For … With

Last week I went to the Wellington EdTech MeetUp where, among other speakers as well, I listened to a man named Rahman Satti. He spoke about his experience working with refugees and new migrants in Germany in 2015. And of course, we’re not talking about a small group of 15 in a community, but a whole country working with an influx of one million displaced people.

One of the ideas a group had was to create and build an app for refugees and migrants. It would be multi-lingual with the aim of being a kind of ‘one stop shop’ for all kinds of things new people to Germany might need. It was well-intentioned and thoughtful. But it didn’t fly with the people it was supposed to help. There were numerous reasons for this, as there always are, but the point Satti was making was that the app with designed for refugees and new migrants rather than designed with.

Instead, Satti and his group approached the refugees and new migrants as co-designers, as crucial, as agentic, and as fundamental to the design process as they were. One of the first learnings Satti and group gained was that the refugees and migrants didn’t like these labels. They wanted to be known as new-comers.

This idea of co-design, of designing with rather than for, really got me thinking. When we design for, we run the risk of re-creating existing power imbalances despite our very best intentions. Whereas, when we design with, this is empowering for all involved. I think this holds great potential within a school (or a Community of Learning) for open, flexible, genuine learning for all involved – no matter their shoe size (as Keryn Davis might say.)

Co-design calls on us to hold our ideas lightly and to be ready to challenge and confront own assumptions. To put aside what we think “should” be.

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I wonder if we might have a tendency as adults who work with younger learners to want to “just” help and that this might mean that although we intend on designing with – this could come with an unintended superiority or paternalism/maternalism, to want to do ‘for’. Perhaps as adults we might need to do some ‘unlearning’ first and to remember the United Nations Convention on the Rights of the Child, where children have the right to be heard, the right to be taken seriously, and the right to be treated with respect. (There are also some cool NZ resources on working with children from the NZ Children’s Commissioner: an explanation of the children’s rights, and some ways to engage with children.)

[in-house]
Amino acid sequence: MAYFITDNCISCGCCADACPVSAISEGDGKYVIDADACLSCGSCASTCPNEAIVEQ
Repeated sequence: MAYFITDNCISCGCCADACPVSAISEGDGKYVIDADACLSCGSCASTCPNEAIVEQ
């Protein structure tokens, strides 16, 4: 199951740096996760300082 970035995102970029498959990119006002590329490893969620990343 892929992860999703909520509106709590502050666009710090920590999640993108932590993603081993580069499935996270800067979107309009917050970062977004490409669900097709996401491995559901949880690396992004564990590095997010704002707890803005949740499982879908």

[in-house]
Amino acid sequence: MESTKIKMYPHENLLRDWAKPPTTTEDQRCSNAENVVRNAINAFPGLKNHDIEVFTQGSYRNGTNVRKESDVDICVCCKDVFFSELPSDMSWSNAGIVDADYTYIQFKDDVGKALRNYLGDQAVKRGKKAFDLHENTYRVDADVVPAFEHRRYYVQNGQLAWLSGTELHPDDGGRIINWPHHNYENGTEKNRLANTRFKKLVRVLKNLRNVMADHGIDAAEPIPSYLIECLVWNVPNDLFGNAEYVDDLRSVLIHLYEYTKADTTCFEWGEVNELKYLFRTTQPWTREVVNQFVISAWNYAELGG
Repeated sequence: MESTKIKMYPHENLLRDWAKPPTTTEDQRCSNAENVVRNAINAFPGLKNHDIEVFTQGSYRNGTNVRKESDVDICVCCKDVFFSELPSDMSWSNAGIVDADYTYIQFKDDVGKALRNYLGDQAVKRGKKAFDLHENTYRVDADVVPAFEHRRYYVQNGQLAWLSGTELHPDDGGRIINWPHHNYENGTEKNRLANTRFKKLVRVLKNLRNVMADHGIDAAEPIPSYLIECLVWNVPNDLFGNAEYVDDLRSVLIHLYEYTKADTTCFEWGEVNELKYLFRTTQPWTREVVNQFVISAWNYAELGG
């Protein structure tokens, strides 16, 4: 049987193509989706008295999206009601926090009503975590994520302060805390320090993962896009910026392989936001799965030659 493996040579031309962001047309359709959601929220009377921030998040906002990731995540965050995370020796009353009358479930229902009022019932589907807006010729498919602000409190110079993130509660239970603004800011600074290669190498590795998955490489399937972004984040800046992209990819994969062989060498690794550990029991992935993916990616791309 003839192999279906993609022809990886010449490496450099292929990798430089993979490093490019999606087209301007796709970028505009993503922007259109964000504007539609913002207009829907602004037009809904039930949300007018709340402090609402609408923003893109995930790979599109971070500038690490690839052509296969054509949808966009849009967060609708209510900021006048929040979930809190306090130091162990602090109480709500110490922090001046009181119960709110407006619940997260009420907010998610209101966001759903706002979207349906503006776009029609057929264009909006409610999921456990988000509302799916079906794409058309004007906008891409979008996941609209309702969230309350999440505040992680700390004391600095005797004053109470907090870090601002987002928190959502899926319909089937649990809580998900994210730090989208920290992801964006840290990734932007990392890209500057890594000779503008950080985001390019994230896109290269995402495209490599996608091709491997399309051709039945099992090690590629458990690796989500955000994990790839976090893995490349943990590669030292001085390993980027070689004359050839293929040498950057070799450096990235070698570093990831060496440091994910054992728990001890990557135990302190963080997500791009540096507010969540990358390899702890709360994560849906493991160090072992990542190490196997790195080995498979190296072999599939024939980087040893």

Which leads me to wonder:

  • How might we approach learners as co-designers?
  • How might we create a safe space for co-design? (The principles of Universal Design for Learning could be awesome here.)

And then further, given my current interest in school libraries: What might a co-designed school library be like?

  • What do learners value in their school library?
  • What innovative ways could they see the library space being used?
  • By whom?
  • At what times?

What rich learning is possible if we design with rather than for.

A Keen Reader

These are not new ideas, but they are new for me and have really got my brain pinging.

When I was twelve we had to do some work experience, I guess as part of a ‘careers’ unit. I had no idea what I wanted to do with my life, but I sure spent a lot of time reading, so my Dad arranged for me to spend a day in our local library.

A whole day with books? Bliss.

From that day forward, I volunteered in the library all through high school, eventually getting a proper, paid job that saw me through five years at university up until I went into  teaching (English, of course!). For me, libraries are a safe space of sanctuary. Quiet, relaxing, replenishing, and jammed-packed with new ideas, arresting stories, pathways into worlds unknown.

So it’s kind of embarrassing really, that it’s taken me this long to connect my passion for libraries with my passion for future-focused education.

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But I’ve been thinking about school libraries in particular, and how they can be a living representation of the vision and pedagogy of a school. Is the library a storehouse of stories, ideas and information – a whare pukapuka – a traditional house of books?

To me, this would represent an industrial age model and understanding of knowledge. Knowledge as a noun: the facts and tales we need to know to fill our place in society and be a successful worker. In this model, the library is a place of knowledge curation.

Or, is the library a place not only of knowledge curation, but of knowledge creation? Is it a place to showcase our learning and the learning of others? Is it a place to connect ideas and test them out? Is it a whare mātauranga – a space that seeks wisdom, not only offering things to think about, but things to think with?

Because to me, this would represent a future-focused model and understanding of knowledge. Knowledge as a verb: the building blocks of ideas that we develop, connect, unbundle, remix, and play with. The life-blood of the life-long learner and the creative, critical citizen.

Is the library an innovative learning environment? Chock-full yes, of great books, and also a gallery, a makerspace, a design lab, a studio… Is it a place of ‘shhh…!’ – a holy space of study, or a place of ‘sh…sugar!’ – a stimulating space of discovery? How does your school library reflect your vision for teaching and learning?